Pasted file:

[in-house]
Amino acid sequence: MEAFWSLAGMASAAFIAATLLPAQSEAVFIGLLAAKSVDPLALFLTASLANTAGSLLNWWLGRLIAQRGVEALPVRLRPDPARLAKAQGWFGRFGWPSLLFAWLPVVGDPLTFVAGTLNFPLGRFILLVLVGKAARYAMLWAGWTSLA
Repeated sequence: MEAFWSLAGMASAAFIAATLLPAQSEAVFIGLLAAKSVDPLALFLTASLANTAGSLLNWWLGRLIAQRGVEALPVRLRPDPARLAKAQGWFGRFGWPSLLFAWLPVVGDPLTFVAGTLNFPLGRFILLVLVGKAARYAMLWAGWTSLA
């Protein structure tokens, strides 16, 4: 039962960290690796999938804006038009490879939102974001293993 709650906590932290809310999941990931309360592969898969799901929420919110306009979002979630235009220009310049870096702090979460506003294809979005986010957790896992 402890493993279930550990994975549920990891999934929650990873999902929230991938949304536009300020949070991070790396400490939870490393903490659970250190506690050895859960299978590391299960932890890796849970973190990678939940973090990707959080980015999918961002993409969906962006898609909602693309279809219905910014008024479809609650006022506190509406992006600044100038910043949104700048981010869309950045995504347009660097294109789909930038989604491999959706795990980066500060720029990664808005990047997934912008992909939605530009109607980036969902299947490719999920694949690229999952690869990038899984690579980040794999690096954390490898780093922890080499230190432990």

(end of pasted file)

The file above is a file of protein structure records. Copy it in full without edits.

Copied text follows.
[in-house]
Amino acid sequence: MEAFWSLAGMASAAFIAATLLPAQSEAVFIGLLAAKSVDPLALFLTASLANTAGSLLNWWLGRLIAQRGVEALPVRLRPDPARLAKAQGWFGRFGWPSLLFAWLPVVGDPLTFVAGTLNFPLGRFILLVLVGKAARYAMLWAGWTSLA
Repeated sequence: MEAFWSLAGMASAAFIAATLLPAQSEAVFIGLLAAKSVDPLALFLTASLANTAGSLLNWWLGRLIAQRGVEALPVRLRPDPARLAKAQGWFGRFGWPSLLFAWLPVVGDPLTFVAGTLNFPLGRFILLVLVGKAARYAMLWAGWTSLA
């Protein structure tokens, strides 16, 4: 039962960290690796999938804006038009490879939102974001293993 709650906590932290809310999941990931309360592969898969799901929420919110306009979002979630235009220009310049870096702090979460506003294809979005986010957790896992 402890493993279930550990994975549920990891999934929650990873999902929230991938949304536009300020949070991070790396400490939870490393903490659970250190506690050895859960299978590391299960932890890796849970973190990678939940973090990707959080980015999918961002993409969906962006898609909602693309279809219905910014008024479809609650006022506190509406992006600044100038910043949104700048981010869309950045995504347009660097294109789909930038989604491999959706795990980066500060720029990664808005990047997934912008992909939605530009109607980036969902299947490719999920694949690229999952690869990038899984690579980040794999690096954390490898780093922890080499230190432990």